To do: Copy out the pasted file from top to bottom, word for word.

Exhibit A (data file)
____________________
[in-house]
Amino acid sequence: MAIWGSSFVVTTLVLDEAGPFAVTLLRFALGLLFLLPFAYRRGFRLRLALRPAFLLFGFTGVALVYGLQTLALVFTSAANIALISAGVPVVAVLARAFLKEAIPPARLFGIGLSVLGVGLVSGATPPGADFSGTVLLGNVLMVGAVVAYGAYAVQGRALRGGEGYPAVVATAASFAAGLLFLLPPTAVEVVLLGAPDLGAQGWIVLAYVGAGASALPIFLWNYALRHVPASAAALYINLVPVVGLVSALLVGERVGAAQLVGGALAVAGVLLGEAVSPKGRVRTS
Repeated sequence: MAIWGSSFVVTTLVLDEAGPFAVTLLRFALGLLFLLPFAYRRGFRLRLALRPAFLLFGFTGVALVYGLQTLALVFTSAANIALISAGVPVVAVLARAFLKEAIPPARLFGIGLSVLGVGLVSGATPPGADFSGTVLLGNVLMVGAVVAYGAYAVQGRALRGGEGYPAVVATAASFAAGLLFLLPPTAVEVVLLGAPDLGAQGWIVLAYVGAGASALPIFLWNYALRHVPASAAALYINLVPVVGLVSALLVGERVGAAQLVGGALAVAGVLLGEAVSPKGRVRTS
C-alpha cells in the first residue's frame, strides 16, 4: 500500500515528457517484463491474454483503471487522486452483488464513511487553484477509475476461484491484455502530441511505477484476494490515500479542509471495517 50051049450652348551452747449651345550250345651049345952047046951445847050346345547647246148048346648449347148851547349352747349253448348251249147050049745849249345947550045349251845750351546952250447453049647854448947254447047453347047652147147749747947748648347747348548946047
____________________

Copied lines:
[in-house]
Amino acid sequence: MAIWGSSFVVTTLVLDEAGPFAVTLLRFALGLLFLLPFAYRRGFRLRLALRPAFLLFGFTGVALVYGLQTLALVFTSAANIALISAGVPVVAVLARAFLKEAIPPARLFGIGLSVLGVGLVSGATPPGADFSGTVLLGNVLMVGAVVAYGAYAVQGRALRGGEGYPAVVATAASFAAGLLFLLPPTAVEVVLLGAPDLGAQGWIVLAYVGAGASALPIFLWNYALRHVPASAAALYINLVPVVGLVSALLVGERVGAAQLVGGALAVAGVLLGEAVSPKGRVRTS
Repeated sequence: MAIWGSSFVVTTLVLDEAGPFAVTLLRFALGLLFLLPFAYRRGFRLRLALRPAFLLFGFTGVALVYGLQTLALVFTSAANIALISAGVPVVAVLARAFLKEAIPPARLFGIGLSVLGVGLVSGATPPGADFSGTVLLGNVLMVGAVVAYGAYAVQGRALRGGEGYPAVVATAASFAAGLLFLLPPTAVEVVLLGAPDLGAQGWIVLAYVGAGASALPIFLWNYALRHVPASAAALYINLVPVVGLVSALLVGERVGAAQLVGGALAVAGVLLGEAVSPKGRVRTS
C-alpha cells in the first residue's frame, strides 16, 4: 500500500515528457517484463491474454483503471487522486452483488464513511487553484477509475476461484491484455502530441511505477484476494490515500479542509471495517 50051049450652348551452747449651345550250345651049345952047046951445847050346345547647246148048346648449347148851547349352747349253448348251249147050049745849249345947550045349251845750351546952250447453049647854448947254447047453347047652147147749747947748648347747348548946047